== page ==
The Kids Are All Bright

Elizabeth Ames Staudt
August 9, 2010
Comments 4

A favorite teacher of mine tipped me early on that there would be people who would tell you never to write about childhood, especially not from the perspective of a child. She shared a story about how one of her own teachers had told her in graduate school that any story written from the perspective of a child was garbage. I might be mistaken–maybe the word she said he used was worthless. Junk? Maybe I’m misremembering the whole thing. I’m not a child, but nobody ever accused me of being terribly reliable.

She was also the first teacher to share with me the following Flannery O’Connor quote, shared here in big letters since we haven’t yet had a picture:

Anybody who has survived his childhood has enough information about life to last him the rest of his days.

We both agreed that on this issue, Ms. O’Connor was the one that we believed. But still, precocious narrators get a lot of grief. Luckily, they have Anne Shulock to defend them beautifully on The Millions. Shulock writes of herself:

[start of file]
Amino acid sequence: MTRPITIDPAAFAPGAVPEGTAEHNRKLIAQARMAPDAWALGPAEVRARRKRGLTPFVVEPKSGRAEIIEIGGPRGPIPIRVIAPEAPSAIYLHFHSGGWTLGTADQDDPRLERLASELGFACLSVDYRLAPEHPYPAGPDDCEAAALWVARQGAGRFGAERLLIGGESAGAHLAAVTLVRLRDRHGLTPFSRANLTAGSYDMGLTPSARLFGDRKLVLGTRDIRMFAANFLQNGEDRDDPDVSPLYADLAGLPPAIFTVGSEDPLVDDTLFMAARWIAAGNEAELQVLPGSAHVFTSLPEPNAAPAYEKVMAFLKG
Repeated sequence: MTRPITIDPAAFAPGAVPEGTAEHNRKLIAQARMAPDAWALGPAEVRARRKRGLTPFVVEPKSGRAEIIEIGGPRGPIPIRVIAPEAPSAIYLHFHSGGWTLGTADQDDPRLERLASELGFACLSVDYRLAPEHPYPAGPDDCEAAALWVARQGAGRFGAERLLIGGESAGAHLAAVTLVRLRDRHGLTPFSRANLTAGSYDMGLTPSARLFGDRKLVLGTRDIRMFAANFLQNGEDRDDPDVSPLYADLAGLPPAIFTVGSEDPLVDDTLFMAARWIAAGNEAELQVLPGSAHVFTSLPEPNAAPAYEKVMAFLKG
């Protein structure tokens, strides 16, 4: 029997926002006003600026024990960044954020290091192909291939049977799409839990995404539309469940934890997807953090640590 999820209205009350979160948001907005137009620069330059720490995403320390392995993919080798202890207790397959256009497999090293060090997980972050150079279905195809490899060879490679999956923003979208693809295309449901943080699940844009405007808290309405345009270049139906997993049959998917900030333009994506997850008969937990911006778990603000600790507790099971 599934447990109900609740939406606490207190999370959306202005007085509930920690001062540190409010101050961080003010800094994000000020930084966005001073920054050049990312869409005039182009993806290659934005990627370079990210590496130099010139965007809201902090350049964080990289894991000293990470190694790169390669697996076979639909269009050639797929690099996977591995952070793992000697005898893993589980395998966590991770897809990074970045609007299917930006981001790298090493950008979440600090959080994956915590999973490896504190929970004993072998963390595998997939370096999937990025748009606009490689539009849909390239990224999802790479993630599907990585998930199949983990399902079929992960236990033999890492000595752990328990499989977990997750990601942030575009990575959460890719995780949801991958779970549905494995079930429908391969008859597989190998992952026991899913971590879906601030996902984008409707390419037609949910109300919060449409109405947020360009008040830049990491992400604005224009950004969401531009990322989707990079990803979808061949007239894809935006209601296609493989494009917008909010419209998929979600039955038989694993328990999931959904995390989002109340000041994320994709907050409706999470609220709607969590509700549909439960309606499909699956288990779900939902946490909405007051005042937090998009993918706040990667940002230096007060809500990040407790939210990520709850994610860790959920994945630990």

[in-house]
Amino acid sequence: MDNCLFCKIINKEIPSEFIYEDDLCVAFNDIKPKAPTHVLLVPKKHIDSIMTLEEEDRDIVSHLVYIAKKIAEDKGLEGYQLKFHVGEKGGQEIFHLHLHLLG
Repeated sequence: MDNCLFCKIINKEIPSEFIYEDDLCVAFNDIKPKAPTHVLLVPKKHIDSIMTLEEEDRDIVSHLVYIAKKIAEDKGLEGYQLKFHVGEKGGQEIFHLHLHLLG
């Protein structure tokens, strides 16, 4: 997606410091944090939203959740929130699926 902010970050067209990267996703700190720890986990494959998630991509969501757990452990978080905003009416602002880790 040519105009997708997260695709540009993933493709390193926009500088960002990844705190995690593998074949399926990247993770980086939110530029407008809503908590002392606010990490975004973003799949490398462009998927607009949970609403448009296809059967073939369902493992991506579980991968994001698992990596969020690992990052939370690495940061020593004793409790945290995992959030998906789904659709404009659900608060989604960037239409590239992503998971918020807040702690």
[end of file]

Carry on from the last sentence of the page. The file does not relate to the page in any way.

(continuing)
I was not a 12-year-old cartography genius or pint-sized private eye, but I was an overachieving kid who took a while to figure out how to be smart without being an annoying show-off–a quality of precocious narrators that often bugs readers. I recently re-read the journal that I kept through high school, which was not all that long ago. The content breakdown is approximately 60% about boys, 30% about how lonely I felt, and 10% about how great I was doing on my AP physics tests. I had forgotten about the time I gossiped about how academically stupid my crush’s girlfriend was, and then he confronted me about it via AIM conversation. Which is to say, I really could have used a bookish friend like Alma or Blue. (And like Blue, whose father quizzes her on vocabulary and makes her perform readings of classic plays during long car trips, I had parent-assigned summer homework. I remember writing short reports about the book Cheaper by the Dozen and the sport of diving; homework earned points, which could be redeemed for sodas and CDs.)